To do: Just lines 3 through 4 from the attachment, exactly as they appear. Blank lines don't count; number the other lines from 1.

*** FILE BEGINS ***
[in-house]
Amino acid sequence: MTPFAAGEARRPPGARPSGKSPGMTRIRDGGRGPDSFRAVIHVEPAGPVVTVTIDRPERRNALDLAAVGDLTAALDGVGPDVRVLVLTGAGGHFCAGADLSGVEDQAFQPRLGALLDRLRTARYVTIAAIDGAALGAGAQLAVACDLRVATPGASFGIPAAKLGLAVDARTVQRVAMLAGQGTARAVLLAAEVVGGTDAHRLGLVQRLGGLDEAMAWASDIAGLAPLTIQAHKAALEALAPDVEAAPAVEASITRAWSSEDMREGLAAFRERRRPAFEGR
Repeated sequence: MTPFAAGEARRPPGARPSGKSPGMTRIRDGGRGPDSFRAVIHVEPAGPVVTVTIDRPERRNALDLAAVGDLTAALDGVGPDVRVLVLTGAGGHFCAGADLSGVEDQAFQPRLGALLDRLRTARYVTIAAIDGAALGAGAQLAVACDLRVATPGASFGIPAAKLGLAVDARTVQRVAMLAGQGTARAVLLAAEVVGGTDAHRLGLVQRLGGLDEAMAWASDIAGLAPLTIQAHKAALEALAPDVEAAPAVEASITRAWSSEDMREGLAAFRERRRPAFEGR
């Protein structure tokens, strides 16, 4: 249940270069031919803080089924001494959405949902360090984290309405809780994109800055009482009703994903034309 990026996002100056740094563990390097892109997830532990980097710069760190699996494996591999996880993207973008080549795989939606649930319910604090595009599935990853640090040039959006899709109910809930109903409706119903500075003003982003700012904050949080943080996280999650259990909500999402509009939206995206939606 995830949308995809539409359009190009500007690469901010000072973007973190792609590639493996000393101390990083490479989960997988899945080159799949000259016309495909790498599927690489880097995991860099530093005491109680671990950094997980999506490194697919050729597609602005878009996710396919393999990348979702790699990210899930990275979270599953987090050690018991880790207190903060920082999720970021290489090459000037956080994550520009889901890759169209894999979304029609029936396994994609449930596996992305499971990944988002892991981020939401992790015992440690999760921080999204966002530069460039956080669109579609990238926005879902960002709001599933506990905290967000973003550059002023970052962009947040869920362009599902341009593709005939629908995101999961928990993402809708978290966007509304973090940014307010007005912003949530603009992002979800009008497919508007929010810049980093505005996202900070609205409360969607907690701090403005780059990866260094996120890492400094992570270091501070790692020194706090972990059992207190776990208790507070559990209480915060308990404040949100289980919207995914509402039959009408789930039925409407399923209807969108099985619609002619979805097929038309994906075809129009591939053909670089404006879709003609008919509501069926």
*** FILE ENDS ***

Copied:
Repeated sequence: MTPFAAGEARRPPGARPSGKSPGMTRIRDGGRGPDSFRAVIHVEPAGPVVTVTIDRPERRNALDLAAVGDLTAALDGVGPDVRVLVLTGAGGHFCAGADLSGVEDQAFQPRLGALLDRLRTARYVTIAAIDGAALGAGAQLAVACDLRVATPGASFGIPAAKLGLAVDARTVQRVAMLAGQGTARAVLLAAEVVGGTDAHRLGLVQRLGGLDEAMAWASDIAGLAPLTIQAHKAALEALAPDVEAAPAVEASITRAWSSEDMREGLAAFRERRRPAFEGR
């Protein structure tokens, strides 16, 4: 249940270069031919803080089924001494959405949902360090984290309405809780994109800055009482009703994903034309 990026996002100056740094563990390097892109997830532990980097710069760190699996494996591999996880993207973008080549795989939606649930319910604090595009599935990853640090040039959006899709109910809930109903409706119903500075003003982003700012904050949080943080996280999650259990909500999402509009939206995206939606 995830949308995809539409359009190009500007690469901010000072973007973190792609590639493996000393101390990083490479989960997988899945080159799949000259016309495909790498599927690489880097995991860099530093005491109680671990950094997980999506490194697919050729597609602005878009996710396919393999990348979702790699990210899930990275979270599953987090050690018991880790207190903060920082999720970021290489090459000037956080994550520009889901890759169209894999979304029609029936396994994609449930596996992305499971990944988002892991981020939401992790015992440690999760921080999204966002530069460039956080669109579609990238926005879902960002709001599933506990905290967000973003550059002023970052962009947040869920362009599902341009593709005939629908995101999961928990993402809708978290966007509304973090940014307010007005912003949530603009992002979800009008497919508007929010810049980093505005996202900070609205409360969607907690701090403005780059990866260094996120890492400094992570270091501070790692020194706090972990059992207190776990208790507070559990209480915060308990404040949100289980919207995914509402039959009408789930039925409407399923209807969108099985619609002619979805097929038309994906075809129009591939053909670089404006879709003609008919509501069926």